I don’t think 16 Candles could be made today. Well, I’m sure it will be remade at some point, but with the rough edges sanded off. Between the Asian stereotype of Long Duk Dong, and an insinuation that a drunk teen girl can’t tell her longtime boyfriend apart from gawky Farmer Ted, it can be jarring to 21st century sensibilities.
But 16 Candles still works despite those shifty elements. It’s all about being miserable in high school. When hormones cloud common sense, and the need for acceptance can be crippling if not reciprocated.
Ringwald is endearingly authentic as Sam, bummed that her family forgot her birthday in the hustle of her sister’s wedding, and struggling with her infatuation over senior Jake Ryan. Hall is equally effective as a sexually frustrated geek striving for any semblance of cool.
Hughes’ dialogue hits a high point when Sam’s father (Paul Dooley) tries to console his daughter’s heartbreak (before the fairy tale ending): That’s why they call them crushes. If they were easy, they’d call them something else.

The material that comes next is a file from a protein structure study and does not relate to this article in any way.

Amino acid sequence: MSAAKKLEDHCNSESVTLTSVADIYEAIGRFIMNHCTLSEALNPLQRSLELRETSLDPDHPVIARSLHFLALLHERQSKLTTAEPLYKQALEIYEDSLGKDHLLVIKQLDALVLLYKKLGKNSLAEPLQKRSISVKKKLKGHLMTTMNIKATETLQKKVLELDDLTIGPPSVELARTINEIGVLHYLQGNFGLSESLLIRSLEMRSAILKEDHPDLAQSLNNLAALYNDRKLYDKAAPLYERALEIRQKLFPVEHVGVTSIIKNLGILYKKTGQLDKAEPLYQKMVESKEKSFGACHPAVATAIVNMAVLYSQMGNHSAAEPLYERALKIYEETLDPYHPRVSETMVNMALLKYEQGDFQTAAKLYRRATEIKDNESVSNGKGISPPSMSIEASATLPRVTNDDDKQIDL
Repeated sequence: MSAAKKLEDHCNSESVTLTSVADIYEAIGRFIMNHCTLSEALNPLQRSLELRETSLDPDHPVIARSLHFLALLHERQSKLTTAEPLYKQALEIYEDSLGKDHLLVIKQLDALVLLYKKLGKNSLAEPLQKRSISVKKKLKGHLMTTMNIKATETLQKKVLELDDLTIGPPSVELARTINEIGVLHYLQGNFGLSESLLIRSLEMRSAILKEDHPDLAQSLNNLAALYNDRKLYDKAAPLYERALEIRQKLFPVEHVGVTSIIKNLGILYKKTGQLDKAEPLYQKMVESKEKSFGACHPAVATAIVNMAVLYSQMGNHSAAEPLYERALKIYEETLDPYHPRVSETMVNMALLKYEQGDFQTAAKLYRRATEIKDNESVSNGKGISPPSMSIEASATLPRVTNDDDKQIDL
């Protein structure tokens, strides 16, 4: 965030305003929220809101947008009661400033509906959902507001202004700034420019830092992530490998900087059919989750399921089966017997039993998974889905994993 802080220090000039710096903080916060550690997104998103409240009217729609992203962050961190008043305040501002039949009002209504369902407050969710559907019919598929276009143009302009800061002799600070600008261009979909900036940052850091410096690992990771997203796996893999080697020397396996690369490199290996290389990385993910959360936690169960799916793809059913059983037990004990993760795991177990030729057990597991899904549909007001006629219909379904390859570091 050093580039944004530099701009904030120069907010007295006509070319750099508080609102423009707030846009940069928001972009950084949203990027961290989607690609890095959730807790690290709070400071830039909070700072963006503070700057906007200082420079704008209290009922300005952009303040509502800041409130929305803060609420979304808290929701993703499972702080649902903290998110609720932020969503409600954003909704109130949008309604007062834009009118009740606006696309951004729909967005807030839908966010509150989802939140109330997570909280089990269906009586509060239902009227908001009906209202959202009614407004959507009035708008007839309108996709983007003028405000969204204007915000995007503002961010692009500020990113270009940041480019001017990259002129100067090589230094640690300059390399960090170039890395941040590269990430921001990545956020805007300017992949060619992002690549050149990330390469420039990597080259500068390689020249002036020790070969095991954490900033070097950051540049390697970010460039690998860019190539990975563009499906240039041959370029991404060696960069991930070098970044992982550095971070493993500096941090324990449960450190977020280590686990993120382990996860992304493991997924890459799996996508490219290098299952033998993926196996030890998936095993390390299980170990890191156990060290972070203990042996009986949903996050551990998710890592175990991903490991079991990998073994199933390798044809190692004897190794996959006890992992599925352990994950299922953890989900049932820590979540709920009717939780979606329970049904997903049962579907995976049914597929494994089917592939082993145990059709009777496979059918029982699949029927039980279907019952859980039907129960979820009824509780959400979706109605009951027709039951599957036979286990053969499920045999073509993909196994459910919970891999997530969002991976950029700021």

1. The Breakfast Club (1985)
C’mon, could it have been any other film? The Breakfast Club is the sharpest crystallization of all of Hughes’s strengths in defining adolescence: his sharp candor of the damage done by high school cliques. Trying to become your own person in the shadow of your parents. And finding common ground with those unlike yourselves, if only for a fleeting moment.
Odds are strong you personally identified with at least one or two of the personality types displayed in the tale of a group of kids forced to interact on a Saturday detention day. And odds are even stronger that you felt a hell of a lot better about yourself after you watched the film. It didn’t make life any easier, or offer pat answers. It just made you realize that John Hughes understood you, and that just maybe you could survive the hell that is adolescence after all.
So that’s my Top 10 list of the best John Hughes films. What would make up your best of list (or even your worst of)? Tell me in the comments.
Pre-order the John Hughes Blu-ray Box Set on Amazon below:
[amazon_image id=”B000002GD2″ link=”true” target=”_blank” size=”medium” ]Pretty In Pink: Original Motion Picture Soundtrack[/amazon_image][amazon_image id=”B000002O58″ link=”true” target=”_blank” size=”medium” ]Some Kind of Wonderful: Original Motion Picture Soundtrack[/amazon_image][amazon_image id=”B000002GD4″ link=”true” target=”_blank” size=”medium” ]The Breakfast Club: Original Motion Picture Soundtrack[/amazon_image]